Expats accustomed to not having to think much about parasites in Costa Rica, in contrast to other places where amoebas lurk in every ice cube, shouldn’t forget about Angiostrongylus costaricensis.
This is a nematode and actually has rats as its main host, with snails and slugs as an intermediate vector where early-stage larvae develop. Humans can contract an infection through eating inadequately cooked snails in cultures where those are consumed, but here accidental ingestion of a small slug or slug slime in poorly washed greens is the likeliest cause. Hydroponic lettuce is reputedly safer as the salt used and lack of soil makes for an environment hostile for the mollusks. Anything that has been on the ground where there are snails or slugs is potentially a risk.
The nance is one such food item since it is normally picked up off the ground after ripening. This is a yellow fruit a little smaller than an olive which is prevalent in Costa Rican cooking as preserves and wine. To eat raw it should be washed carefully with soap.
This nematode species wasn’t even described to science until 1971 by two biologists from the University of Costa Rica, Pedro Morera and Rodolfo Céspedes. The unfortunate scientific moniker A. costaricensis, refers to the fact that the original specimens were recovered from the intestinal linings of several children in this country. Since then, it has been established to be present in most of tropical America.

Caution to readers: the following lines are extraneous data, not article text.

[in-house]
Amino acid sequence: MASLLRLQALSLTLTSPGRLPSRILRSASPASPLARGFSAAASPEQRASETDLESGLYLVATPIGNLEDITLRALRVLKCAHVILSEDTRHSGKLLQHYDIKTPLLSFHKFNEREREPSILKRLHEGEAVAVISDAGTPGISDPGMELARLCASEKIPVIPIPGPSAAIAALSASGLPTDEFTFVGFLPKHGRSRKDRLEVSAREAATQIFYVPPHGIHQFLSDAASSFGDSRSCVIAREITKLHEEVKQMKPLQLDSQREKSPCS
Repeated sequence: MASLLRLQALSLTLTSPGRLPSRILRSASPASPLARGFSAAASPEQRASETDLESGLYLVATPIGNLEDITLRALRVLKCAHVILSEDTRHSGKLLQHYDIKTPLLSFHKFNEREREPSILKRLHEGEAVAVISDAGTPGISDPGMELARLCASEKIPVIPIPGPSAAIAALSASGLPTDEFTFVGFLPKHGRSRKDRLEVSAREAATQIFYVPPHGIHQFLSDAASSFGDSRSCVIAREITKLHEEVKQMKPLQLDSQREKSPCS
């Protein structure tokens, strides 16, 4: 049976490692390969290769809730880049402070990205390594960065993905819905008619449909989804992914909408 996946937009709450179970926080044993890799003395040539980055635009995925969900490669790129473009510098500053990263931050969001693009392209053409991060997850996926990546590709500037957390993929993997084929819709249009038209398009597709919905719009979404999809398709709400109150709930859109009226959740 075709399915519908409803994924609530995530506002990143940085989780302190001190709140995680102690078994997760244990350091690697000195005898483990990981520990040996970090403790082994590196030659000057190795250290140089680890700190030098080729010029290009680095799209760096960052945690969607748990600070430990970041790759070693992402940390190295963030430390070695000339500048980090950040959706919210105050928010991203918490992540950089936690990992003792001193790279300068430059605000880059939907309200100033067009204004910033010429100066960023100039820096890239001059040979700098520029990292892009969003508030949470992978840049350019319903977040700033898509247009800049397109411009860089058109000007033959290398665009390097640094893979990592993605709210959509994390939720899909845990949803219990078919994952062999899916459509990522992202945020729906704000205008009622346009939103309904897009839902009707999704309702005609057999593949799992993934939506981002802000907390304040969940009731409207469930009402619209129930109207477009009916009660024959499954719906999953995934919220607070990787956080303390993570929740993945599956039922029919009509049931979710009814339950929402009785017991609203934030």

Similarly, the Asian Angiostrongylus cantonensis is better known as it is a cause of eosinophilic meningitis, a rather serious nervous system disorder. The local version here is much more benign with immune response eventually dealing with the invasion. The most serious manifestation is usually the establishment of an adult nematode in the intestinal lining when it then can require surgery to remove.
Initial symptoms are normally abdominal pain which can lead to misdiagnosis as appendicitis or some other problem of the liver and digestive system. There is a blood test for Angiostrongylus which
allows for firm confirmation of the invasion. Given high tolerance and eventual autoimmune response, unless there are problems with the intestines due to the 15-millimeter (about six tenths of an inch) adults which can require surgery, no action is normally taken.